“Before the pandemic, digital skills were valued, but now they are vital to keep up with the growing trend of the virtual world in which we live and must thrive,” the Secretary-General said.

She pointed to the priority areas UNESCO had identified last year for urgent action which included support to teachers as frontline workers, scaling up of digital skills and narrowing the digital divide.

The Secretary-General announced that the CARICOM Secretariat is to embark on an ICT Sector gap analysis next year across the Community with funding from the 11th European Development Fund. The gap analysis will support the Region’s recovery efforts by identifying and quantifying the critical parts of the digital infrastructure and help fast-track digital transformation.

Life-long learning

Prime Minister Keith Mitchell of Grenada who launched the Task Force, pointed to the changes that would be reflected in the way education was delivered. Dr. Mitchell, who is the Lead Head of Government with responsibility for Science and Technology in the CARICOM Quasi Cabinet, called for a re-examination of the investments made in science and research, as well as a focus on what he described as ‘lifelong learning and upskilling”.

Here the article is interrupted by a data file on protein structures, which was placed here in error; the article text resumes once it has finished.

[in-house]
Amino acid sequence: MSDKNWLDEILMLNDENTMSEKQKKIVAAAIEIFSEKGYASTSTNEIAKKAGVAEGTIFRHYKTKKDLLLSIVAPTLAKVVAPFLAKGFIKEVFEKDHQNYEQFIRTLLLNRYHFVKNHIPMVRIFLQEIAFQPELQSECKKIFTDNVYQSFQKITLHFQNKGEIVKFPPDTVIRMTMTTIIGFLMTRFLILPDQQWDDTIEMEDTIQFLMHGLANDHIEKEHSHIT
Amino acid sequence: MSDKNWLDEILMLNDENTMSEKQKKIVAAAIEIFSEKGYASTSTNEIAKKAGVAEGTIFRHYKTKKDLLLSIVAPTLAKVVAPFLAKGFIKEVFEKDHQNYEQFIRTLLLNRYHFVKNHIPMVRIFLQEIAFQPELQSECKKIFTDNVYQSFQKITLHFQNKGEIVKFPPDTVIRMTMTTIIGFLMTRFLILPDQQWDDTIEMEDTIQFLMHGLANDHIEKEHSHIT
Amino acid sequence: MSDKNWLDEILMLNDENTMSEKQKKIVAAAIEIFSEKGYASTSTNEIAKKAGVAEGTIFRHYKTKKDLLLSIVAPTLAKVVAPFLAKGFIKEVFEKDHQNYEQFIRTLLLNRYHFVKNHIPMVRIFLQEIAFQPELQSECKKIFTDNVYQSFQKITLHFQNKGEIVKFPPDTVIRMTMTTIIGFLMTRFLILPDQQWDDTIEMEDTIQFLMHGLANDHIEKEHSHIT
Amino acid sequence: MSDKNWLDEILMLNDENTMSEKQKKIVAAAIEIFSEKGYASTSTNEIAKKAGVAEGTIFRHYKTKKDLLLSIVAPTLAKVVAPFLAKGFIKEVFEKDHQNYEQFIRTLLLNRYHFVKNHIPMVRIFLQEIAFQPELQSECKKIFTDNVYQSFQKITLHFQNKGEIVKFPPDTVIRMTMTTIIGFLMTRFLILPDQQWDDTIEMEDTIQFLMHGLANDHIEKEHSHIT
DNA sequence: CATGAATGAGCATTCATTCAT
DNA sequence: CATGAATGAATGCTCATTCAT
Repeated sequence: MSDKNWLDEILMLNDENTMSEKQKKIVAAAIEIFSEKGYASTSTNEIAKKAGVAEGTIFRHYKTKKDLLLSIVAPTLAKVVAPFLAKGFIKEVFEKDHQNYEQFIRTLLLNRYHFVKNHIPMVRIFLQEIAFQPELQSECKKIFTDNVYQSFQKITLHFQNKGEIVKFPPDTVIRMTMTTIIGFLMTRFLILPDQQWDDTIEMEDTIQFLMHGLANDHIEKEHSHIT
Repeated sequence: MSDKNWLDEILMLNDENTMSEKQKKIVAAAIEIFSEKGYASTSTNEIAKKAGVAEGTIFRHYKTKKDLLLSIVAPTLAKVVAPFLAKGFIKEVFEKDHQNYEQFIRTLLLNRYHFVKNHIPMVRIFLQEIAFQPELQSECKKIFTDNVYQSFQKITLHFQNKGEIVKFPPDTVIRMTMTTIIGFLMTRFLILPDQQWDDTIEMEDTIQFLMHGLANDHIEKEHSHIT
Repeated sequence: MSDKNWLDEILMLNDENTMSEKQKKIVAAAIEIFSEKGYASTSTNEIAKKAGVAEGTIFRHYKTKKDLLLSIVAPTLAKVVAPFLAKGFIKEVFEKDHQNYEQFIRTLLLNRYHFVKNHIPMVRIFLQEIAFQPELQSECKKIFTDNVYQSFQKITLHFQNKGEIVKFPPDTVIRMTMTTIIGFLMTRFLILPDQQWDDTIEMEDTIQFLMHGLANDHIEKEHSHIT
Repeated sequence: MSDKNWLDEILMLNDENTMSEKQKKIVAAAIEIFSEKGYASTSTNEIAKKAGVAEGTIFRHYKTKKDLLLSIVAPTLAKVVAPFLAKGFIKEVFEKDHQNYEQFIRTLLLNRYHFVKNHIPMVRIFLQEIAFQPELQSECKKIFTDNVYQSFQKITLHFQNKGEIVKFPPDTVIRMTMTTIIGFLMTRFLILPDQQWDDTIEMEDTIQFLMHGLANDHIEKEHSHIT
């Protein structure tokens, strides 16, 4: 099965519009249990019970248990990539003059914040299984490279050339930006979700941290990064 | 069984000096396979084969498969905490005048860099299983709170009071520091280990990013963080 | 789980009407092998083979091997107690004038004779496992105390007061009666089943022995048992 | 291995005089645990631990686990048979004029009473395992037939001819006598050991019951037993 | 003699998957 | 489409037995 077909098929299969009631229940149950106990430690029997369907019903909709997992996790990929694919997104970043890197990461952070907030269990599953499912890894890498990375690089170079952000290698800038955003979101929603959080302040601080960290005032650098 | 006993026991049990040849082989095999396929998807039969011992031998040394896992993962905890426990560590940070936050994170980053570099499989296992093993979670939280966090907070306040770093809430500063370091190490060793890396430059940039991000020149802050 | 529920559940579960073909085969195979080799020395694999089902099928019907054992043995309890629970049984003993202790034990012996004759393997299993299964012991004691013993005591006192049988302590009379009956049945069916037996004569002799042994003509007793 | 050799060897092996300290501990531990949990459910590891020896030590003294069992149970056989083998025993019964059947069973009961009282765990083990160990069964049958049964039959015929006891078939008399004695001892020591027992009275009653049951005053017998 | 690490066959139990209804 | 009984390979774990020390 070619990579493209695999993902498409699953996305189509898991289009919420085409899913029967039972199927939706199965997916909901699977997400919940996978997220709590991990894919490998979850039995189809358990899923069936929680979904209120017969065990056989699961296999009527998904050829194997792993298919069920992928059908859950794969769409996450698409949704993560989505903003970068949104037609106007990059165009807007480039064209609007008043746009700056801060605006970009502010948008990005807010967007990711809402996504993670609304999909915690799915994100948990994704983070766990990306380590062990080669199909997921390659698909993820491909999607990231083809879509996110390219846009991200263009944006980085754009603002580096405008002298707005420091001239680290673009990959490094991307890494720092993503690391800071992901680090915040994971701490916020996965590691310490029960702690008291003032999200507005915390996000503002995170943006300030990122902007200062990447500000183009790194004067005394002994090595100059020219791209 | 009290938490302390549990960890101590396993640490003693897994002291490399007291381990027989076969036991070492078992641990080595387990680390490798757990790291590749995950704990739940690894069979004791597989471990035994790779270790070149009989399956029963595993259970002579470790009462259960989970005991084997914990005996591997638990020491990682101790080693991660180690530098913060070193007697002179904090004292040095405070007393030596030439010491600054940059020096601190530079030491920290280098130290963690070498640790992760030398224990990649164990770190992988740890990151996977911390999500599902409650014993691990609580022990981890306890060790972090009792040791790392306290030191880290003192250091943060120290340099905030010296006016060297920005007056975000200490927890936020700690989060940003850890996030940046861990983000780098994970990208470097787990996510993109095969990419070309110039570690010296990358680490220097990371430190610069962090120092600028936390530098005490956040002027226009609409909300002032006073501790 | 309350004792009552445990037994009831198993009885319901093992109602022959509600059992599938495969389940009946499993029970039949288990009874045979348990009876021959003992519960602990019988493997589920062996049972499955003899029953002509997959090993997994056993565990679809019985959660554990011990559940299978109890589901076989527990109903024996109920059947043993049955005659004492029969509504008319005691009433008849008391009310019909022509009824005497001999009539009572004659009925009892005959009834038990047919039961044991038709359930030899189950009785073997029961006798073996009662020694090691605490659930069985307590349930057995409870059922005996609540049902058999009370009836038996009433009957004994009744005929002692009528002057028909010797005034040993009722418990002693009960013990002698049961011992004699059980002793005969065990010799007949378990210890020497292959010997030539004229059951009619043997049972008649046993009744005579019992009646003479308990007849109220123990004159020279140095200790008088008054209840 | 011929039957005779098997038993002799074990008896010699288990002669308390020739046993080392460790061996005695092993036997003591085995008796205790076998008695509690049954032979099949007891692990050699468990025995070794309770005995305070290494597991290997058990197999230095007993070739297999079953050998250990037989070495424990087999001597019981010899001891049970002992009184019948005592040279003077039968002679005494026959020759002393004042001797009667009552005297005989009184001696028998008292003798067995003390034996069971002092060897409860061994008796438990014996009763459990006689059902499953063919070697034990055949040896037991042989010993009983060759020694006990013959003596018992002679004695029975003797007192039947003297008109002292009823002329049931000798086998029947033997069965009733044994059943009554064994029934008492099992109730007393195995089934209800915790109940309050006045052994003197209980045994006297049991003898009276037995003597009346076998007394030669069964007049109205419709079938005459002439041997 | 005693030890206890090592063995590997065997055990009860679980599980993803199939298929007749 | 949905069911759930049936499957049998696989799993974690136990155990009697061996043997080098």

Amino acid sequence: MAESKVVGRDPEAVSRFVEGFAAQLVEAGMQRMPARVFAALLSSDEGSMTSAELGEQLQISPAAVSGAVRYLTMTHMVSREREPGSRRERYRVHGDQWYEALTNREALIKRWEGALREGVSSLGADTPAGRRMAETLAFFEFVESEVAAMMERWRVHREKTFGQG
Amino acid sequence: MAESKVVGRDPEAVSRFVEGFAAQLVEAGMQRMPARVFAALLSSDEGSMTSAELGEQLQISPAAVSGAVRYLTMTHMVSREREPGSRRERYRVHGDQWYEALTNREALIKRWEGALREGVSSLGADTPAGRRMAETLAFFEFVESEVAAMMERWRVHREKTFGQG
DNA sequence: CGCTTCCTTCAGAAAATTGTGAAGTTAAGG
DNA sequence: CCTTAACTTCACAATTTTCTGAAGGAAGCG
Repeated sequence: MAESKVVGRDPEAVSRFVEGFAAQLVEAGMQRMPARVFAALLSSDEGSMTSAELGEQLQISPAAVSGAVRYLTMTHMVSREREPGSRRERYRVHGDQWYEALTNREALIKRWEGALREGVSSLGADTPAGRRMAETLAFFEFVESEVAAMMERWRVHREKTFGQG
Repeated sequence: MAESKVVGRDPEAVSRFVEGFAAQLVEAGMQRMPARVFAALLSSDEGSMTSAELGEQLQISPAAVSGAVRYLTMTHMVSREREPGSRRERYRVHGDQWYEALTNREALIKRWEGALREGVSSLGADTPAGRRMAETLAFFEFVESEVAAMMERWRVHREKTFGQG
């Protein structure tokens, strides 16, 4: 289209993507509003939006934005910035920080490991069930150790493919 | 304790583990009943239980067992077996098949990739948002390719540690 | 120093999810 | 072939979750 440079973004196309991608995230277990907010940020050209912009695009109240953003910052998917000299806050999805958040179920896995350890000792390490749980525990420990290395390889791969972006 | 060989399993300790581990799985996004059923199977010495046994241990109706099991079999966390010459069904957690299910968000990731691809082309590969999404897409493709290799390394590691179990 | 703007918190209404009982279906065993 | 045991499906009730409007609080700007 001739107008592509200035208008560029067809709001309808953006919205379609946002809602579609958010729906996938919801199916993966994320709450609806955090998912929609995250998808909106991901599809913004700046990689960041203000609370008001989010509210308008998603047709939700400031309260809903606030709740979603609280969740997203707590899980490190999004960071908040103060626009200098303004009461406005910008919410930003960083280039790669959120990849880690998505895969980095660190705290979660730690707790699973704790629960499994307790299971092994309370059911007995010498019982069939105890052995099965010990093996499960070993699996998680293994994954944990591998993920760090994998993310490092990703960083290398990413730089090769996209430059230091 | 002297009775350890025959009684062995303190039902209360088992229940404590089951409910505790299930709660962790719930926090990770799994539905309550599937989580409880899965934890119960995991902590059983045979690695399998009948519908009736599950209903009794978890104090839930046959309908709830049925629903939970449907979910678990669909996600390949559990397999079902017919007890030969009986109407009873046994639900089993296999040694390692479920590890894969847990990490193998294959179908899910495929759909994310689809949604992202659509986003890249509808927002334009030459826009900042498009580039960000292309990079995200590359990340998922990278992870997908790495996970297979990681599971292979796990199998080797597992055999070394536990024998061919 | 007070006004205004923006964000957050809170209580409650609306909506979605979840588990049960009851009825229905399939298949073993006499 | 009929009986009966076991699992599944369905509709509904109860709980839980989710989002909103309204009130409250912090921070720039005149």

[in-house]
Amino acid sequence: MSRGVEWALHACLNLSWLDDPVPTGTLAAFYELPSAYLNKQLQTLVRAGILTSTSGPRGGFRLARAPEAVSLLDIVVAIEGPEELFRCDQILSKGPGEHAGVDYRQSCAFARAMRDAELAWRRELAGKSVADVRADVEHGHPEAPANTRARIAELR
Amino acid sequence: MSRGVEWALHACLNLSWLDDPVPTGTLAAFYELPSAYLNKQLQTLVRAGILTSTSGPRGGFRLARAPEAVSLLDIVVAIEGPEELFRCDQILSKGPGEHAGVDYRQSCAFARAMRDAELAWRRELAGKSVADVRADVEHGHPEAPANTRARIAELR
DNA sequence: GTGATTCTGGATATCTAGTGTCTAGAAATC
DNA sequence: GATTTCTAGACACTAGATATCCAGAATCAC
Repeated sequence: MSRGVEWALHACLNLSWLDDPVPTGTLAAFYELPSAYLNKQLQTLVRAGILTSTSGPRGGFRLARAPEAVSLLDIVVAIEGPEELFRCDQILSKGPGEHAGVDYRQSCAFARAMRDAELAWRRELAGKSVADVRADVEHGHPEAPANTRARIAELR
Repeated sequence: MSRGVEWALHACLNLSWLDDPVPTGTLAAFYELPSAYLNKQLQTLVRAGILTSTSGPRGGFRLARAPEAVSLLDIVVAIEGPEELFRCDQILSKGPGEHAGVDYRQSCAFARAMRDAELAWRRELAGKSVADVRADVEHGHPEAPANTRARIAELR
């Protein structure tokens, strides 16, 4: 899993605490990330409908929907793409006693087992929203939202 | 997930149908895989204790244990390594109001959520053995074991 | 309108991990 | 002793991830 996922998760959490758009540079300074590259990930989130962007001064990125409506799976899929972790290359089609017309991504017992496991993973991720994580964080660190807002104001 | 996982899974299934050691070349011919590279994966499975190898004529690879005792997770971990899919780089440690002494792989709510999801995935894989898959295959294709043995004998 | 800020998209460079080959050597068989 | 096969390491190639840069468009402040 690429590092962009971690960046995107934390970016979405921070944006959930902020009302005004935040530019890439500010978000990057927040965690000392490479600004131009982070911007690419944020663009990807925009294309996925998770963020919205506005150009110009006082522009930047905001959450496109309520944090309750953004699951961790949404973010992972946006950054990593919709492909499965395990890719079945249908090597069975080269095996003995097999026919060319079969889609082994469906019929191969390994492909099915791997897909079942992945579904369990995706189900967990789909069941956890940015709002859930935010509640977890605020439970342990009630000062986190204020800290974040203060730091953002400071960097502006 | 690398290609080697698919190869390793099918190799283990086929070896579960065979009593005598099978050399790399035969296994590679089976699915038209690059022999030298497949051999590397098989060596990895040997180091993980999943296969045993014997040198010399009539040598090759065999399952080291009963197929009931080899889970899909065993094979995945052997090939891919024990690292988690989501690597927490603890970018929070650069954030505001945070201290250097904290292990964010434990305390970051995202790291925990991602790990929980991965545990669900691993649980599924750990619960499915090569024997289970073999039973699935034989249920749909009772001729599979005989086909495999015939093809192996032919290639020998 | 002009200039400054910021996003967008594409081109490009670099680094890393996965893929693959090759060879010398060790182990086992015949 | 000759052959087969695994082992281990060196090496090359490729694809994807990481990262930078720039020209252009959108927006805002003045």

“Digital technology will also change traditional methods of delivering education.  This is already evident as schools, teachers, parents and students have been forced to adapt to more online learning. There should be greater emphasis on providing every citizen with adaptable digital skills. Changing demands from businesses, consumers, students and communities mean that apprenticeships, vocational qualifications, technical and vocational training and degrees, need to deliver both general and specific digital capabilities that support the evolving nature of the workplace,” Prime Mitchell said.

He added that it was imperative that CARICOM countries agreed on an agenda of change for further and higher education that addressed the magnitude of the challenge.

“… we must re-examine our human, technical and financial investment in science and research,” he added.

One of the questions that needed to be answered, he said, was: How do digital skill-building policies and programmes connect to the other critical areas of digital inclusion – broadband internet access and digital devices such as laptops and tablet computers, the unknowns of future technologies and to the larger regional initiative of developing a CARICOM Single ICT space?

Access to digital devices and broadband internet were issues that Dr. Susan Teltscher,Head, Capacity & Digital Skills Development, International Telecommunications Union (ITU), also raised in her presentation at the Launch. She pointed out that teaching, learning, and working from home required reliable and affordable internet connection and digital skills, but that in the Caribbean, internet usage was low because of a lack of digital skills.